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Apple Inc. Supplier Imagination Technologies Group plc Catches a Bid

By Ashraf Eassa - May 10, 2016 at 1:30PM

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Tsinghua takes a 3% stake in this graphics specialist.

Image source: Chipworks.

Shares of struggling graphics intellectual properly vendor Imagination Technologies Group (NASDAQOTH: IGNMF) caught a bid on May 9 following the disclosure that Tsinghua Unigroup had purchased a 3% stake in the company.

Shares were up more than 11% on strong volume, reversing some of the declines it saw during the month of April. In light of this news, does the investment thesis around this company change for the better? Let's take a closer look.

The business is still in rough shape
Imagination faces a number of significant headwinds. Firstly, one of its largest customers, Apple (AAPL -0.09%), is currently experiencing year-over-year declines in smartphone shipments. If Apple is down, Imagination certainly gets hit.

Beyond that, Imagination faces strong competition in the broader, non-Apple smartphone market. Many smartphones use graphics intellectual properties from either larger rival ARM Holdings (ARMH) or Qualcomm (QCOM -1.38%), a system-on-a-chip builder that develops its own graphics processors.

With heavy Apple exposure, strong competition for the non-Apple smartphone spots, and an overall smartphone market that's seen a dramatic slowdown in growth, it's not hard to see the challenges that this Apple supplier faces.

Does a 3% stake mean much?
A 3% stake in the company at its current market capitalization is worth approximately $20 million (assuming exchange rate of 1.44 USD to 1 GBP). Relative to some of the other investments that Tsinghua has made, this isn't a ton of money. Furthermore, a 3% stake is quite small.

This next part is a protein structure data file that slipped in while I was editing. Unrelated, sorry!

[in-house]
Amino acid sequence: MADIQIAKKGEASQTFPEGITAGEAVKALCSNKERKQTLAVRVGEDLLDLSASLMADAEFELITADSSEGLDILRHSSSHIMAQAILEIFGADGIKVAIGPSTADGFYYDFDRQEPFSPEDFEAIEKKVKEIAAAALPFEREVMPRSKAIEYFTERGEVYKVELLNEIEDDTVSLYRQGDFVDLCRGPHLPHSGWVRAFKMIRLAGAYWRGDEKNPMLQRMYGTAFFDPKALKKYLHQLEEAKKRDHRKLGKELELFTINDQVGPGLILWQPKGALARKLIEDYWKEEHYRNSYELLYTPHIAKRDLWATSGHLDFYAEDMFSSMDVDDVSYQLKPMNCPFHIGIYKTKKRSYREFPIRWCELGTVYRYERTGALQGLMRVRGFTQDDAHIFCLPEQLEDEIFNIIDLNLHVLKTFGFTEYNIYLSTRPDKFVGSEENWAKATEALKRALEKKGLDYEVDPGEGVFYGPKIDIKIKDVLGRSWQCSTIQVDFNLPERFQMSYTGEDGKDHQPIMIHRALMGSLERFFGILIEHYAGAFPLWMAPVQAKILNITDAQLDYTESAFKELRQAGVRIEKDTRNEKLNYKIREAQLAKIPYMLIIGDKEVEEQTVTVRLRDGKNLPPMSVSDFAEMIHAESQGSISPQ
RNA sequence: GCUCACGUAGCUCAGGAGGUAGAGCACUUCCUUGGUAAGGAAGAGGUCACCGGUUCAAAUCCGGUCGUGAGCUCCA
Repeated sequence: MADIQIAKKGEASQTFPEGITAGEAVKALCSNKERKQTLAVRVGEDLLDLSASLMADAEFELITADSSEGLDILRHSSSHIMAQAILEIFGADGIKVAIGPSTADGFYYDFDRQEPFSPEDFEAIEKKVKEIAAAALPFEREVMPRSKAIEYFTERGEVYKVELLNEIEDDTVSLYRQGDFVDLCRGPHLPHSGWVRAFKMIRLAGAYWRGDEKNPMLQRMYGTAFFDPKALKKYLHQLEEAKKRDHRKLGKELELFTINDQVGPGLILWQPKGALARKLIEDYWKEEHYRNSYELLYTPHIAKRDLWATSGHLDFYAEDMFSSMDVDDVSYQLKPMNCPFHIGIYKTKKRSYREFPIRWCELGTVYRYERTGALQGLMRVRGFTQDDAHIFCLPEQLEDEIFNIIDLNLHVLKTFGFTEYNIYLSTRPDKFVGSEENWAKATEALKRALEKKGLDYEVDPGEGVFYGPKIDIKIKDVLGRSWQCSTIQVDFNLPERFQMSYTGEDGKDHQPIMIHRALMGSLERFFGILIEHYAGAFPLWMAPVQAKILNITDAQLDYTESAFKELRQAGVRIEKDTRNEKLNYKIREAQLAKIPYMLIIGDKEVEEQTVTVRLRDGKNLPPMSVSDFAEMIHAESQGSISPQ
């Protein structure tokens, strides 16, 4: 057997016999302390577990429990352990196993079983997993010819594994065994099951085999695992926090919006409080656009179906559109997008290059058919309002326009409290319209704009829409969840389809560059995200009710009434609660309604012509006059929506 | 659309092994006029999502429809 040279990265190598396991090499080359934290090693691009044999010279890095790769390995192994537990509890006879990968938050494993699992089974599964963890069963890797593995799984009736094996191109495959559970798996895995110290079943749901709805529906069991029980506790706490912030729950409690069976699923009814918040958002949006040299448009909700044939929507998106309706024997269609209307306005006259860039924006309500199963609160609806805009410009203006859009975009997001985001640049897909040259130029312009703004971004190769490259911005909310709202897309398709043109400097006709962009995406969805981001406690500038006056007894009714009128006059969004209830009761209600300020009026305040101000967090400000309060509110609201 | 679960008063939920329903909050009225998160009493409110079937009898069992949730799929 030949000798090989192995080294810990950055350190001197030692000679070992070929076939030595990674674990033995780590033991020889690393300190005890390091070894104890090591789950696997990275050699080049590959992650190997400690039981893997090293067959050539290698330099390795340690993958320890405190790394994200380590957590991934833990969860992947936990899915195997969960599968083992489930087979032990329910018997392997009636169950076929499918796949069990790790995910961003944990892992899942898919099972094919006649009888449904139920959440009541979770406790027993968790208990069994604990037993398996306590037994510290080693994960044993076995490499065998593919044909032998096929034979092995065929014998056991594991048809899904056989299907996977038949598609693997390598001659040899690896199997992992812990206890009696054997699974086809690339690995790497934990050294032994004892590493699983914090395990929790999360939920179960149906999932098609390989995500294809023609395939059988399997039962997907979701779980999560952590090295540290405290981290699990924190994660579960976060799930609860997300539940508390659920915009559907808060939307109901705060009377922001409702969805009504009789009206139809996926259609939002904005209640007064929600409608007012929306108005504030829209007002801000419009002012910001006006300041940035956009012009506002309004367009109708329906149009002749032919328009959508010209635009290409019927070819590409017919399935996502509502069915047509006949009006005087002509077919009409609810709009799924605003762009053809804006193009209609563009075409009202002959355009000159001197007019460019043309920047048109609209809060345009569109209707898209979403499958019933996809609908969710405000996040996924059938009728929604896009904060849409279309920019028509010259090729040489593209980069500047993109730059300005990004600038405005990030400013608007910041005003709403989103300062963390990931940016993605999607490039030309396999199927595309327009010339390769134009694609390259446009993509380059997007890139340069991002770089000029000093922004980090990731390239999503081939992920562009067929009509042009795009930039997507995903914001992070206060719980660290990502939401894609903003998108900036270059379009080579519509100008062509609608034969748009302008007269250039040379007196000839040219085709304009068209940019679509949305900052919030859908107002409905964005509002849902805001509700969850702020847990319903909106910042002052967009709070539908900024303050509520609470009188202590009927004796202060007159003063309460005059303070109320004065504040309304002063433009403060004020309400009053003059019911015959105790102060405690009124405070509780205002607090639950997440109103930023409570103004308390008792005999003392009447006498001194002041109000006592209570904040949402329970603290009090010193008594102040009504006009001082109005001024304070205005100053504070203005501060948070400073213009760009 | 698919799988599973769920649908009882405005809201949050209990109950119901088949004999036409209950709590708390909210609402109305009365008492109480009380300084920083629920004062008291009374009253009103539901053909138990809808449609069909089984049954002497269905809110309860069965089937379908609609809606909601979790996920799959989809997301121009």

Some analysts, such as the folks with Liberium Capital (via The Guardian), think that this move could "ignite a sale process" of Imagination to Apple. It's worth noting that Apple confirmed reports earlier that it held talks with Imagination about a possible acquisition.

"We presume Apple (owns 8%) would not let Imagination's technology go to China," the analysts write.

Does an Apple buyout of Imagination make sense?
Apple has generally placed high value on the graphics performance of its A-series processors. Graphics enables a whole host of compelling user experiences, from accelerating elements of the user interface to enabling increasingly realistic 3D video games.

Historically, Apple has integrated some of Imagination's highest performance graphics processors into chips destined for the iPhone and iPad, respectively. Apple is also often the first out of the gate to implement Imagination's latest graphics designs.

At the end of the day, Apple likely wants to continue to offer up leadership graphics performance in its smartphones, particularly if it seeks to boost the display resolutions on future iPhones.

There is significant evidence in the public domain that the company is building its own graphics processors (i.e., plenty of job listings point to an in-house graphics processors). If this effort is ultimately successful, then Apple should be able to reduce its reliance on Imagination and its technology.

However, if Apple is unable to build world-class graphics processors in-house, then it will need to continue sourcing graphics processors from a third party -- most likely Imagination. I can see why Apple may have been interested -- the Imagination team is quite capable, and having that technology all to itself (backed by Apple's very deep pockets) would be quite valuable.

If Imagination gets snapped up by another entity (like Tsinghua), perhaps one uninterested in continuing to license graphics processors to third parties, then Apple could be in a bit of a bind as it would need to transition to graphics from another vendor (probably ARM). This could put Apple into a bit of a bind.


Ashraf Eassa owns shares of Qualcomm. The Motley Fool owns shares of and recommends Apple and Qualcomm. Try any of our Foolish newsletter services free for 30 days. We Fools may not all hold the same opinions, but we all believe that considering a diverse range of insights makes us better investors. The Motley Fool has a disclosure policy.

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